The Tribal Affairs Ministry on March 15 insisted once again that the current procedure for inclusion of communities in the Scheduled Tribes list was “adequate”. It was responding to a question in the Rajya Sabha, which raised concerns about the need for a revision in the criteria and procedure for inclusion in the list.
According to the modalities for inclusion first framed in 1999, the proposal for inclusion must originate from the respective State or Union Territory government. Following this, the proposal is sent to the Union Tribal Affairs Ministry, which sends it to the Office of the Registrar General of India (ORGI). If the ORGI approves the inclusion, the proposal is forwarded to the National Commission for Scheduled Tribes.
Only after the concurrence of these institutions, will the proposal go forward to the Cabinet to bring in the appropriate amendment to the Constitution (Scheduled Tribes) Order, 1950.
In response to a question from Biju Janata Dal MP Muzibulla Khan, the government said, “These modalities are adequate for consideration of proposals for inclusion of communities in the list of Scheduled Tribes of a State/UT.”
‘Obsolete and condescending’
In response to an RTI query from The Hindu, the ORGI had said in January, 2022 that it continues to follow the criteria set out by the Lokur Committee in 1965 to decide whether a community can be included in the ST list. These criteria include: indications of primitive traits, distinctive culture, geographical isolation, shyness of contact with the community at large, and backwardness.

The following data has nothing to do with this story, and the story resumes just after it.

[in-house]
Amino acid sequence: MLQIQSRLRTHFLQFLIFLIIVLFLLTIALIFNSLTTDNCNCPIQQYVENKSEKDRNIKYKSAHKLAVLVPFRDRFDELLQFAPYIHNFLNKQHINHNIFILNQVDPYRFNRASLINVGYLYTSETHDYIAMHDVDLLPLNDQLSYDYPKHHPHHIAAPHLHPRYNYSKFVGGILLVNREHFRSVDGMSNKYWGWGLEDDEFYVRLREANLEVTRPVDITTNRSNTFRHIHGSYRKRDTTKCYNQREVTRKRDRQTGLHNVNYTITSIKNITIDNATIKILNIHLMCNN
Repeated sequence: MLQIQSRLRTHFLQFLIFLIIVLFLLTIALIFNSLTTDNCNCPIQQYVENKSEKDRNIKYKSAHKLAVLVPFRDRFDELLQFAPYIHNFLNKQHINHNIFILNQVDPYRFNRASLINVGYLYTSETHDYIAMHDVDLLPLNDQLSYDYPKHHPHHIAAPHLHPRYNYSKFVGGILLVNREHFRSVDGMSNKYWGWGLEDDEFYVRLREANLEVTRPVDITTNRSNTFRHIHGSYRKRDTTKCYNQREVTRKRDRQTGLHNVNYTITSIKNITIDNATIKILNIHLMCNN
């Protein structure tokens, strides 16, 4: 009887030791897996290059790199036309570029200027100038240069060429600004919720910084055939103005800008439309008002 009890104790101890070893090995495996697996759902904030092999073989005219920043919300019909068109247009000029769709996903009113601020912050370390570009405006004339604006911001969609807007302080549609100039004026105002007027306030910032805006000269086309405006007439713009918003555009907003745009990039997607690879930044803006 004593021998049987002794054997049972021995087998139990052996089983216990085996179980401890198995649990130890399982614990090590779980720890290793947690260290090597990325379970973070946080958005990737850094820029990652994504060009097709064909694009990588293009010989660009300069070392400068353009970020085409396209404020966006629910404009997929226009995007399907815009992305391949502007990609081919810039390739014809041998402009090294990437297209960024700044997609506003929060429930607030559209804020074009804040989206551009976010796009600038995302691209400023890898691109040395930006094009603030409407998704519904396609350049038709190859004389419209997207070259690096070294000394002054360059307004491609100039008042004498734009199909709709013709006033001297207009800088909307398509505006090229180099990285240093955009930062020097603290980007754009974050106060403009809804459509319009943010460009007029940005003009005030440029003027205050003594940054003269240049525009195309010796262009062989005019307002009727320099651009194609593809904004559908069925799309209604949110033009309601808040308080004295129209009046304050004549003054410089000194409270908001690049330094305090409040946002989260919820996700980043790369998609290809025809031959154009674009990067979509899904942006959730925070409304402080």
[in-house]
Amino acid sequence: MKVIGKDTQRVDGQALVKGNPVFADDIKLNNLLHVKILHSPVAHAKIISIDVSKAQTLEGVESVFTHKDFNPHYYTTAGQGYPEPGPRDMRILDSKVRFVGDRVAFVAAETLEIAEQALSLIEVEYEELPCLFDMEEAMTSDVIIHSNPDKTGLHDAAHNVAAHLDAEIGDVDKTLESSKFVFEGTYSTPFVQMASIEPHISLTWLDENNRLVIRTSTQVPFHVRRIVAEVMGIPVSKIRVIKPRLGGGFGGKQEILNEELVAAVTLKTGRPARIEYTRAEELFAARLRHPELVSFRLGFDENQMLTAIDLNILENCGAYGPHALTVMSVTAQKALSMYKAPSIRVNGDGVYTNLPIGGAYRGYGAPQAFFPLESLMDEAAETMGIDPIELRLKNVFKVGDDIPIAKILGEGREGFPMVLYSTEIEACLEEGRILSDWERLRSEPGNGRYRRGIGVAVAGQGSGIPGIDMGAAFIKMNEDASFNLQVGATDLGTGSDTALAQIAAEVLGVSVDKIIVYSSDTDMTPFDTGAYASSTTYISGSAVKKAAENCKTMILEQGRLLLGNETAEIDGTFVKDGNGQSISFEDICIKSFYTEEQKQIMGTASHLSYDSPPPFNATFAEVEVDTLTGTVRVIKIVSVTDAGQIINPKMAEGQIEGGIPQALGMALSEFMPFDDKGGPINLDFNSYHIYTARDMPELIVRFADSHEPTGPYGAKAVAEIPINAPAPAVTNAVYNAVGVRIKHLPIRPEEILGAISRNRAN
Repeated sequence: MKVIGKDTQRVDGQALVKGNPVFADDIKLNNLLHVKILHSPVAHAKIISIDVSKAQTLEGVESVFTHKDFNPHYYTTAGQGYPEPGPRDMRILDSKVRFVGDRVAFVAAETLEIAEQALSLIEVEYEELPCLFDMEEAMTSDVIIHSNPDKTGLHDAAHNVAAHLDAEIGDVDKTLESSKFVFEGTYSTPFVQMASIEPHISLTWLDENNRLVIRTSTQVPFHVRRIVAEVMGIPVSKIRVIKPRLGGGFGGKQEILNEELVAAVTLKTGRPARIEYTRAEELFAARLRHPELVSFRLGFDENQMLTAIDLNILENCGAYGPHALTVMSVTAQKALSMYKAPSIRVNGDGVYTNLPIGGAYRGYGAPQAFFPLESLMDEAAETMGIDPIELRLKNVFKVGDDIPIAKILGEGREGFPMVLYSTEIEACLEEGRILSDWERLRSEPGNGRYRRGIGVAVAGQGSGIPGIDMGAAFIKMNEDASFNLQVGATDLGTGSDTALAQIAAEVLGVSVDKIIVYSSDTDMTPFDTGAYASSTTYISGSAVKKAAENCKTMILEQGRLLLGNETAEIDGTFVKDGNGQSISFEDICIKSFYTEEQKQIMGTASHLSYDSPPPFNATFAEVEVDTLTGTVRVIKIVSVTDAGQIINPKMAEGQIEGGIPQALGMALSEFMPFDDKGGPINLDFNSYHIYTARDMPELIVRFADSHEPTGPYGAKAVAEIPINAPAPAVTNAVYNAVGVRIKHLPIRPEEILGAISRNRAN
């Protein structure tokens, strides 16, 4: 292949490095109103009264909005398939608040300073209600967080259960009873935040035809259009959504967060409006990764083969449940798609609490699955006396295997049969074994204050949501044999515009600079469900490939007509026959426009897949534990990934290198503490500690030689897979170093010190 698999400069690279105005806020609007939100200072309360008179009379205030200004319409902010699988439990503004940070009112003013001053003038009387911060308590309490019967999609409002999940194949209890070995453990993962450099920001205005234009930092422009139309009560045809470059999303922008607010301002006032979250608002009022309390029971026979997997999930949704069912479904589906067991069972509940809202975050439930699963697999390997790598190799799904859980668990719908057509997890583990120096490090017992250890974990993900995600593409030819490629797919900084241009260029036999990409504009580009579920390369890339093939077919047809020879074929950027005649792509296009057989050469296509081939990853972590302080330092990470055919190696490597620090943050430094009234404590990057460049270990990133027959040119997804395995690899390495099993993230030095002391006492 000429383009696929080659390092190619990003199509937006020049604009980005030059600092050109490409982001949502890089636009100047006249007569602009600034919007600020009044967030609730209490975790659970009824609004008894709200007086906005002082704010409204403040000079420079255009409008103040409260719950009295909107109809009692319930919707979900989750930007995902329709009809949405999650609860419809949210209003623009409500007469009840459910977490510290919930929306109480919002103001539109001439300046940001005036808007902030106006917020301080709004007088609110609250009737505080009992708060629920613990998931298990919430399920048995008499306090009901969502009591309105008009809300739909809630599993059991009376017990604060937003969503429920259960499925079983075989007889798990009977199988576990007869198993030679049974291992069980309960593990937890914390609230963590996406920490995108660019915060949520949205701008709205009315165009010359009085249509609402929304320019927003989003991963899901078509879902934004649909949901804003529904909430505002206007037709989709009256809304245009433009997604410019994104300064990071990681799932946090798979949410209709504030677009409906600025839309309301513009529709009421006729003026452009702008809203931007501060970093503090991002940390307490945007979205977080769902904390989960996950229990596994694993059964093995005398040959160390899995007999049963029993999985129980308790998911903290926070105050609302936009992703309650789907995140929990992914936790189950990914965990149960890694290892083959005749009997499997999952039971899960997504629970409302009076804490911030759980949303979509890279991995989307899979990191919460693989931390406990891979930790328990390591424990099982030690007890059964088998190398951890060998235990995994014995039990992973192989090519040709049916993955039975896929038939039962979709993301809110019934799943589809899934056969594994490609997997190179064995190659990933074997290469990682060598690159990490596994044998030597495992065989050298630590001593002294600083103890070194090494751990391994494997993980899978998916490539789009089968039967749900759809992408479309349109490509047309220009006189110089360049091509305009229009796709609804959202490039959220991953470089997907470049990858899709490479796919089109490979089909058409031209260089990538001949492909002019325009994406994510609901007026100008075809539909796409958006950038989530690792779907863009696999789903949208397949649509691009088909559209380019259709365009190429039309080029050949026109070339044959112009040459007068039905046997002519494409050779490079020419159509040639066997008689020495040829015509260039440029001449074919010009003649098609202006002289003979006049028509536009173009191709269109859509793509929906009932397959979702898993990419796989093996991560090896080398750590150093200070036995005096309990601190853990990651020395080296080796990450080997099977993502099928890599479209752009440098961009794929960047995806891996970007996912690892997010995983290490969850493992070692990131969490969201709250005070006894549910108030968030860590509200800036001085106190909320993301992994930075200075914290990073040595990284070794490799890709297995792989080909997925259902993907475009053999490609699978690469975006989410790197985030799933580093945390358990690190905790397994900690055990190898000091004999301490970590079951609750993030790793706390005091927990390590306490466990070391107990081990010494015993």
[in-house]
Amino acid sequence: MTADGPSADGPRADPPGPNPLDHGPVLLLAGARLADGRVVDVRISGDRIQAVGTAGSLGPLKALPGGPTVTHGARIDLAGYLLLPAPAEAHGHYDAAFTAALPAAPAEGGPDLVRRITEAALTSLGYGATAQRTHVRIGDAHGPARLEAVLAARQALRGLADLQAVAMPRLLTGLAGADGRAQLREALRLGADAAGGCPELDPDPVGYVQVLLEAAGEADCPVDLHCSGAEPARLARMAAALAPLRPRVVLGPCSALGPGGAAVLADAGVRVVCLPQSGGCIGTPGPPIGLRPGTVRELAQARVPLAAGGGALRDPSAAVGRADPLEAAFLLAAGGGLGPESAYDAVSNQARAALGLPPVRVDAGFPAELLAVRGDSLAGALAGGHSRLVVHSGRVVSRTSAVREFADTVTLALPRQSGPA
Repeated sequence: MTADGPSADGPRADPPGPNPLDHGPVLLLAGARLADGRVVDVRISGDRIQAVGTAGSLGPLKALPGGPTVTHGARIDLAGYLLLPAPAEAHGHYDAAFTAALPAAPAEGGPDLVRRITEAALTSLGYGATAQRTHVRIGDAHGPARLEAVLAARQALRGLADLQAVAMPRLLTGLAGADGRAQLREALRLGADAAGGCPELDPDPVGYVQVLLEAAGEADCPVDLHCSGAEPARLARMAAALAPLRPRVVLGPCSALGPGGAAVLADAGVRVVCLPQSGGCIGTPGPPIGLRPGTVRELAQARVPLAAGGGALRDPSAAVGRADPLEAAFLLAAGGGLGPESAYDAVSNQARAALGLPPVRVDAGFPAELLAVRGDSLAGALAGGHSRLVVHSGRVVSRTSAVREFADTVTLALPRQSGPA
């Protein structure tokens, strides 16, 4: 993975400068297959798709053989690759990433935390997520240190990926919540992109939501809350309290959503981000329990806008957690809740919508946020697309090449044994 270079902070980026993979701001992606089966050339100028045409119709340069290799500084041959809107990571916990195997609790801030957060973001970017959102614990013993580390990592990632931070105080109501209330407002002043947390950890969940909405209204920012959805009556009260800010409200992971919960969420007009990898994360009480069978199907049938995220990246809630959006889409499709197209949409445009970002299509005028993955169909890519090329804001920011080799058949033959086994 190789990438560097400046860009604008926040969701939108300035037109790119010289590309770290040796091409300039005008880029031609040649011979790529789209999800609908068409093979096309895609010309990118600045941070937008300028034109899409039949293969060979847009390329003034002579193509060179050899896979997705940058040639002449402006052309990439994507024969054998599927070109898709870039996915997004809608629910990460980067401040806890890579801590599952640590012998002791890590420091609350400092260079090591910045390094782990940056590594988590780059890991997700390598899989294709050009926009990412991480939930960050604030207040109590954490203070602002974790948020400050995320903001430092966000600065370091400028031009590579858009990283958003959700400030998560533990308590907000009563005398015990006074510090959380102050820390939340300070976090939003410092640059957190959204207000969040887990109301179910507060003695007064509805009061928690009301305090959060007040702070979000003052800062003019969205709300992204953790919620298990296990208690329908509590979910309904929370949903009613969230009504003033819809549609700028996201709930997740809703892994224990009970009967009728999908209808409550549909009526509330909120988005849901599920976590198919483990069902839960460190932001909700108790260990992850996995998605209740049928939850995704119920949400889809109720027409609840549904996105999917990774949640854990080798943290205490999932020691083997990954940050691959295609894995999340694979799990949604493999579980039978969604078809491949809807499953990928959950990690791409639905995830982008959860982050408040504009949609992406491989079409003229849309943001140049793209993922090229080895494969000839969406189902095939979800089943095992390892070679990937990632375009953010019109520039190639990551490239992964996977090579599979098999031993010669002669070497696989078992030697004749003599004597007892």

Both the procedure and criteria for inclusion of communities had been strongly criticised by an internal government task force formed in February 2014, for being “obsolete”, “condescending”, “dogmatic” and “rigid”. The committee, led by then-Tribal Affairs Secretary Hrusikesh Panda had also said that the procedure as it was being followed was “cumbersome” and “defeats the Constitutional agenda for affirmative action and inclusion”. The task force had concluded that these criteria and procedure were resulting in the exclusion of or delays in inclusion of nearly 40 communities across the country.
Proposal on hold
Based on this task force’s report, the first Narendra Modi-led Cabinet had, within days of taking charge in 2014, moved a draft Cabinet note to change the procedure and the criteria. However, after being in the pipeline for nearly eight years, the proposal was put on hold, as The Hindu reported in 2022.
Since then, Tribal Affairs Minister Arjun Munda has insisted in Parliament that the criteria set out by the Lokur Committee was appropriate and that tribal societies do not change.